Maybe Bank of America means to make this a yearly thing. It's the cusp of fall and winter, and the banking behemoth is backpedaling furiously from yet another PR disaster relating to account fees.
Back in 2011, as the leaves fell from the trees, BoA junked the fantastically unpopular proposal that customers be charged $5 per month simply for using their debit cards. The Bank was already charging a transaction fee for debit card use at non-BoA ATMs, in addition to any fee imposed by the ATM vendor.
Customers' patience finally snapped. Their weapon of choice? Social media. One individual customer alone collected over 150,000 signatures opposing the decision through a Facebook petition. A Google+ user created a fake and insolent BoA Business Page, which quickly gained more followers than the authentic BoA Google+ page. Consumers Union used Web outreach to prompt 40,000 consumers to demand a Congressional investigation.
Did BoA learn the social media lesson from all this? To some extent, it did. Last week, and at the last minute, it backed off doing it all over again. For now, anyway.
The scheme this time was to levy new checking account fees on customers who maintain a low account balance; in other words, the customers who, by and large, can least afford extra charges. This threatened, of course, another wave of consumer revulsion against the famously bailed-out bank.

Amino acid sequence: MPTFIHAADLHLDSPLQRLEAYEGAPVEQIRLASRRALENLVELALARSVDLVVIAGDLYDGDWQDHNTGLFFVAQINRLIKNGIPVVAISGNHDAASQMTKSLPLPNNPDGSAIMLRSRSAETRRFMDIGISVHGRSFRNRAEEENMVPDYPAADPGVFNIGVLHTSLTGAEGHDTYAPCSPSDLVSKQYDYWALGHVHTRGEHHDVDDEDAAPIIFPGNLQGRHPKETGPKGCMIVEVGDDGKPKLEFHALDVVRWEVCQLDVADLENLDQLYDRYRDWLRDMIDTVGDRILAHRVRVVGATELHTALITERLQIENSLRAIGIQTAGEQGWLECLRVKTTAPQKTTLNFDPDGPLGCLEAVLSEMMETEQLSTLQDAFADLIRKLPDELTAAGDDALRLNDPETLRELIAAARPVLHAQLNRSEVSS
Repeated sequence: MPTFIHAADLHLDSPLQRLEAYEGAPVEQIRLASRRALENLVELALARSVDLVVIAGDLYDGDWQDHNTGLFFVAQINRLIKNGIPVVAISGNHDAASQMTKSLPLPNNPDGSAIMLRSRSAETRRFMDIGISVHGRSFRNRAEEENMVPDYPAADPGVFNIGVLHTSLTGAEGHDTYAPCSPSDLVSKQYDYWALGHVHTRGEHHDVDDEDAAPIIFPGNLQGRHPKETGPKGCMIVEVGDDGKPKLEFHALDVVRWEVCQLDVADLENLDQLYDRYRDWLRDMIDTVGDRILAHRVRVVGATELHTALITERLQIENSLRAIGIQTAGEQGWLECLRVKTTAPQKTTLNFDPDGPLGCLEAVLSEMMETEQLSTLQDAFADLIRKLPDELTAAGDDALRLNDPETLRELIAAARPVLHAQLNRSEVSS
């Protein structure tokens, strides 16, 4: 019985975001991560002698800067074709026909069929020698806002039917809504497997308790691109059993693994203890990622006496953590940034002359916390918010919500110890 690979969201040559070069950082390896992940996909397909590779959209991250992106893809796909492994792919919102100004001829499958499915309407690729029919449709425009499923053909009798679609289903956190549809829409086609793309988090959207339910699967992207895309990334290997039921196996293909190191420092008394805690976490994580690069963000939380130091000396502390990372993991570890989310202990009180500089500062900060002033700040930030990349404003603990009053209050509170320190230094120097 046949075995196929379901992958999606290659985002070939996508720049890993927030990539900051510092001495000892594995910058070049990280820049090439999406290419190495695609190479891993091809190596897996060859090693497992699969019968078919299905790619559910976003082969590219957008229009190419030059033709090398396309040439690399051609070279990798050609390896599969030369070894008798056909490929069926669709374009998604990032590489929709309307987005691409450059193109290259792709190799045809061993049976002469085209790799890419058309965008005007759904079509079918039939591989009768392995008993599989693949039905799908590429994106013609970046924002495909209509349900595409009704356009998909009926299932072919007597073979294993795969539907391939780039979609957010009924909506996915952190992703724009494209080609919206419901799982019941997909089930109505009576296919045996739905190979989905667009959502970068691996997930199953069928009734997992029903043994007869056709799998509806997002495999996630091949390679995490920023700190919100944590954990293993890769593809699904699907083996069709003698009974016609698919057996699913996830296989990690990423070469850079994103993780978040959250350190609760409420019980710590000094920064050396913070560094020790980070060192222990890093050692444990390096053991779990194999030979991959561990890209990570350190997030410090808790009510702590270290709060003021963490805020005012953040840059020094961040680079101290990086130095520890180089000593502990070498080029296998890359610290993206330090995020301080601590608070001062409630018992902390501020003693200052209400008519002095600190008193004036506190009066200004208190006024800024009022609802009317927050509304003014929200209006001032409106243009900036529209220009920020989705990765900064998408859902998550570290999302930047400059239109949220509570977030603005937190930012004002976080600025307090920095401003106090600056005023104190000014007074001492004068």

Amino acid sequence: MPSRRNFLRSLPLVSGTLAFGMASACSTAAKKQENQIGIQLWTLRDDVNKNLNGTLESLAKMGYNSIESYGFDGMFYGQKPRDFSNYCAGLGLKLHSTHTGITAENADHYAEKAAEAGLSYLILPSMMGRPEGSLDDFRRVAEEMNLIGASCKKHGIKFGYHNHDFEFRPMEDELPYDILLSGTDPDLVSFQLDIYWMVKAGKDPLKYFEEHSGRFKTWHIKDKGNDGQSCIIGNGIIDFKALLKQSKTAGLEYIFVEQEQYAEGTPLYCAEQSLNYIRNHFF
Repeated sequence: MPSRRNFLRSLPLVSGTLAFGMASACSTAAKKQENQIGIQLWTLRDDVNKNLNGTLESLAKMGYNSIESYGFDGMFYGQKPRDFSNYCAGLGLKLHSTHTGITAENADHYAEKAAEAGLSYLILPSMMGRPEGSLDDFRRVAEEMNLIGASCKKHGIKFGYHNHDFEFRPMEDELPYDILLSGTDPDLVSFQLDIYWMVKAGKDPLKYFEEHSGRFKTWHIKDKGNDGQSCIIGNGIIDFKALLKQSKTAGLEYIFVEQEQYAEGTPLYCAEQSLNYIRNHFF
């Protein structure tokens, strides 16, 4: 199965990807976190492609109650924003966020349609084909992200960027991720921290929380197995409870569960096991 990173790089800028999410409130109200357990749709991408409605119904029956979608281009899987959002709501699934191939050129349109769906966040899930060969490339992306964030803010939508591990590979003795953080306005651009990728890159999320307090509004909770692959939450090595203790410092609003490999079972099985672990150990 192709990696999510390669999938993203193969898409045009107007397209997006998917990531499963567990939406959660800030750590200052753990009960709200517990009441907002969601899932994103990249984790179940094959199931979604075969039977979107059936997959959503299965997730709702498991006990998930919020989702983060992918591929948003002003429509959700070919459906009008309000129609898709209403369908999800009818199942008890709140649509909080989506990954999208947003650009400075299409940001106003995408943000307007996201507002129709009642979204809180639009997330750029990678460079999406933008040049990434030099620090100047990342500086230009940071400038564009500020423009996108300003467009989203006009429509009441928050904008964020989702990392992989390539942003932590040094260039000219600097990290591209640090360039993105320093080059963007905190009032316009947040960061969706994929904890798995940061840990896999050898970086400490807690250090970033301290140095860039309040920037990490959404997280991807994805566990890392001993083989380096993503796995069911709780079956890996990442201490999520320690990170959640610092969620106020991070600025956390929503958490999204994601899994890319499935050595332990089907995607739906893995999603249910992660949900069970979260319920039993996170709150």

It seems clear that bank researchers have been using small focus groups in an attempt to discover what will and won't wash with consumers. According to the WSJ:
Researchers at the bank have spent several hundred hours over the past two months with customers, sitting in their homes for hours at a time and interviewing them about their financial habits.
There's no sign, though, that BoA is utilizing the biggest focus group there is: the non-stop national conversation taking place on Twitter, Facebook, Google+, and the other major social media sites.
If BoA, buoyed up by being "too big to fail," can perhaps afford to blunder a bout the market place like a deranged elephant, attempting to impose unpopular and unfair charges on its customers. Small to midsized businesses can't afford to act like this.
Media relations guru Howard Rubinstein said, in the context of last year's BoA about-face, "Every company is now sitting on electronic quicksand." How true. And for smaller businesses, whether B2B or B2C, swimming against the tide of what the market wants is no longer an option in an environment where customers -- as well as partners, suppliers, and competitors -- are communicating in real time.
Electronic quicksand. That's a negative image. What's really available, to companies agile enough to understand and respond, is an electronic foundation. As never before, it's possible to learn in real time what potential customers are looking for -- in terms of product, price, and service. It takes a fumbling, monolithic enterprise like BoA to turn a foundation into a swamp.
— Kim Davis , Community Editor, Internet Evolution